P. G. Wodehouse himself is decidedly not forgotten. He’s ranked as one of the greatest and most enduringly popular writers of humorous novels of all time. Outside of Jeeves and Wooster, Psmith, and the Blandings Castle stories, ol’ Plum’s books do tend to get overlooked, though. That’s too bad, considering that some of his stand-alone novels are every bit as clever as their more famous counterparts. (Laughing Gas, for example, wherein a Wooster-esque member of the Drones Club swaps bodies with a bratty child movie star, is a hoot.)
|First edition of P. G. Wodehouse's Tales of St. Austin's.|
Wodehouse’s career was a long one, spanning over 70 years. He produced books from 1901, when he was 20 years old, until his death in 1975, leaving an unfinished Blandings novel. In those seven decades, he wrote more than 90 novels, 20 screenplays, collaborated on 30 stage plays, and wrote lyrics for more than 250 songs for musical theatre, including the lyrics to “Bill,” one of the most famous songs in Kern & Hammerstein’s Show Boat.
It would seem then, that Wodehouse could do no wrong, or at least I didn’t think so, as a pretty die-hard fan of his novels from the ‘20s and ‘30s. His earliest stories, though, are rather hard to love, unless you happened to be a British schoolboy at the turn of the century, or obsessed with amateur cricket. Tales of St. Austins’s is a collection of stories written for a particular audience in a particular time and place, and getting through them can be a bit of a slog.
Tales of St. Austin’s was published in 1901, collecting stories and essays Wodehouse wrote for the school magazines The Captain and Public School Magazine. As the readership was almost exclusively made up of young boys, the plots are driven by student problems: petty gambling, being unprepared for tests, sneaking out of school. The tone is often moralistic, and bad deeds are generally punished.
|Copy of the short-lived Public School Magazine.|
Wodehouse had yet to develop his signature style when the school stories were published, which makes the subject matter even more of a snooze, especially when entire cricket matches are describe play by play. In later works, Wodehouse hones his humor so well that the subject matter becomes irrelevant. Golf? Hysterical! Hat-making? Even more hilarious! Collecting silver cow creamers? Call an ambulance, I’m dying!
It is fun to find some early glimmers of Wodehousian snark, though you’ll have to mine for it (unlike the Jeeves and Wooster novels, which I’ve always maintained are so funny that you can open a page at random and find something hilariously quotable).
When a student is trapped in a room, Wodehouse writes:
“Now, the immediate effect of telling a person that you are unable to open a door is to make him try his hand at it. Someone observes that there are three things which everyone thinks he can do better than anyone else, namely poking a fire, writing a novel, and opening a door.”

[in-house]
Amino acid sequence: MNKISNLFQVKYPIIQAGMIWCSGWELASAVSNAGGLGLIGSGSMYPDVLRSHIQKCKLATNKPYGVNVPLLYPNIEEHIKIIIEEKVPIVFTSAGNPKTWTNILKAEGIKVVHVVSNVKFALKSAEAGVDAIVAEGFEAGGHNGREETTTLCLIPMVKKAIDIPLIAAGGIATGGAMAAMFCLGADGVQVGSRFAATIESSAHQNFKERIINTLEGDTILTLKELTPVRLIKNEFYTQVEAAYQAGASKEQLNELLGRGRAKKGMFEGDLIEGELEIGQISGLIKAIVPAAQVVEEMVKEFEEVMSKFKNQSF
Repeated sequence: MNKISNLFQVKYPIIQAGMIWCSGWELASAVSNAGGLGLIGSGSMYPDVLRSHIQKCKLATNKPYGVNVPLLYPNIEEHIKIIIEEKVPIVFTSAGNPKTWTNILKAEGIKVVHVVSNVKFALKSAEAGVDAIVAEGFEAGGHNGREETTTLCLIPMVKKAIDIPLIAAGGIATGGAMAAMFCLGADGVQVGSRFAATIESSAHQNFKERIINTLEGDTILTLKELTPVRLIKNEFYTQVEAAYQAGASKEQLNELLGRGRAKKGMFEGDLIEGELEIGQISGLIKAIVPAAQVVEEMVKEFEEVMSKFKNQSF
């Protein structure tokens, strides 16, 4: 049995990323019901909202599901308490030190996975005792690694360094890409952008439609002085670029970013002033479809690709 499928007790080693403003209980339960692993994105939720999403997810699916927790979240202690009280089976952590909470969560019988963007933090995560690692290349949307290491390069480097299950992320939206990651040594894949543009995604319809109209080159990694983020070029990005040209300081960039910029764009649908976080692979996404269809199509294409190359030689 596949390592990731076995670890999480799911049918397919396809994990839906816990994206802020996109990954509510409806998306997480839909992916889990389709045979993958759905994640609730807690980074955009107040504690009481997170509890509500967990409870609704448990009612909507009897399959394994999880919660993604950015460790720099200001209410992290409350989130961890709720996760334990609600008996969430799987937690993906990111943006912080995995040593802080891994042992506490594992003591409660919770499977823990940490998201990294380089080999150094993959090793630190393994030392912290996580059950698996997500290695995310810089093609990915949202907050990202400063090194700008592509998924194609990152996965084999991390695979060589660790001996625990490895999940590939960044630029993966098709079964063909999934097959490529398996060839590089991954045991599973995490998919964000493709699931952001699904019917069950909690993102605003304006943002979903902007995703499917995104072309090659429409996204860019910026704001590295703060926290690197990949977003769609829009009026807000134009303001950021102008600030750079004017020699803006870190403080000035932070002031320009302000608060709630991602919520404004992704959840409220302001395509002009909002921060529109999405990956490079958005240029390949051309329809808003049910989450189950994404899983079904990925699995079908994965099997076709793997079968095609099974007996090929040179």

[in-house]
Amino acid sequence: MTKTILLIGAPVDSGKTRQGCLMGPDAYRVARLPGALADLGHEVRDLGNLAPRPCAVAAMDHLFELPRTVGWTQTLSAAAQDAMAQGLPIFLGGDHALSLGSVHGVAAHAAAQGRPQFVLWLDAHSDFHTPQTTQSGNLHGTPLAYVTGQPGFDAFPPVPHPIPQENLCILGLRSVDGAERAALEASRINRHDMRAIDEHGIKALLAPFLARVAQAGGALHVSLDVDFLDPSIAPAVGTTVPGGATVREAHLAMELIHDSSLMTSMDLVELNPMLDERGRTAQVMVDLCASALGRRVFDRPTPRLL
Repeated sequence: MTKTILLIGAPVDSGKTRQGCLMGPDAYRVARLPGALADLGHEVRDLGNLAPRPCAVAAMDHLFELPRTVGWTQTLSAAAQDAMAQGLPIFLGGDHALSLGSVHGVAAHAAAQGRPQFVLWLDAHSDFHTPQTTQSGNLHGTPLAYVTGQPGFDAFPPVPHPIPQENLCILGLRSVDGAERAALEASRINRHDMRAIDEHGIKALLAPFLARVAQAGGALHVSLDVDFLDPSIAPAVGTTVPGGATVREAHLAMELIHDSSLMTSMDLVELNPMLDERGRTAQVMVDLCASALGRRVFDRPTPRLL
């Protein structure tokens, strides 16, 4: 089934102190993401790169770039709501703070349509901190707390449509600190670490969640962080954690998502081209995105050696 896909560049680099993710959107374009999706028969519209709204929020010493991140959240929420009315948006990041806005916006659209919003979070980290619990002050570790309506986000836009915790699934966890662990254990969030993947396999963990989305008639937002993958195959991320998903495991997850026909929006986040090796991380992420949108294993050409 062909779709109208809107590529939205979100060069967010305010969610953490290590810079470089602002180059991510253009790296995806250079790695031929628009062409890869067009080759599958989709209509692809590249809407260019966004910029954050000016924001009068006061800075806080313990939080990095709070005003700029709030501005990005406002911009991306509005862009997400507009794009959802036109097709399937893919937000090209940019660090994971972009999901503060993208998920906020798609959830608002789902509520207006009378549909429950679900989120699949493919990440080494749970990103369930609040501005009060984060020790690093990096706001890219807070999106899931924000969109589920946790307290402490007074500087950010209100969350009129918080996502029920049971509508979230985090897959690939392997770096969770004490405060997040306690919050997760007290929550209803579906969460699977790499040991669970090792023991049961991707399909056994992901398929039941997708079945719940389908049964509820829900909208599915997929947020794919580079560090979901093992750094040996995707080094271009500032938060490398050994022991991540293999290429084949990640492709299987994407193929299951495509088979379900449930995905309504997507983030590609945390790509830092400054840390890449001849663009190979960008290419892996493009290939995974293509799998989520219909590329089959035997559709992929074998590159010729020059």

The sarcastic opening to the story “The Prize Poem” is also indicative of the later style the author would develop:
“Some quarter of a century before the date with which this story deals, a certain rich and misanthropic man was seized with a bright idea for perpetuating his memory after death, and at the same time harassing a certain section of mankind. So in his will he set aside a portion of his income to be spent on an annual prize for the best poem submitted by a member of the Sixth Form of St Martin’s College, on a subject to be selected by the Head Master. And, he added,—one seems to hear him chuckling to himself—every member of the form must compete. Then he died.”
Some fun bits in otherwise tepid stories:
“The qualities which in later years rendered Frederick Wackerbath Bradshaw so conspicuous a figure in connection with the now celebrated affair of the European, African, and Asiatic Pork Pie and Ham Sandwich Supply Company frauds, were sufficiently in evidence during his school career to make his masters prophesy gloomily concerning his future.”
“Bradshaw looked up from his book. He was attempting to get a general idea of Thucydides’ style by reading Pickwick.”
Overall, the stories are a mixed bag, mostly mediocre, with a few real snoozers. There is one excellent standout, worth reading by itself: “The Tom Brown Question.” A spoof of theories concerning Homer (though Shakespeare also comes to mind), the humorous essay concludes that the author of the first half of Tom Brown’s School Days could not possibly have written the second half. One point of evidence involves cricket: “Tom may have been young, but would he, could he have been young enough to put his opponents in on a true wicket, when he had won the toss? Would the Tom Brown of part one have done such a thing?”
If you haven’t read any Wodehouse, Tales of St. Austin’s won’t make you a fan. If you enjoy his work, I’m fairly certain these stories will fall short for you. They are of some interest, but mainly as an insight into how his writing style developed over time.
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Written for Friday’s Forgotten Books, usually hosted by Patricia Abbott, taking place this week at George Kelley’s blog. Check out some of the other reviews of forgotten novels.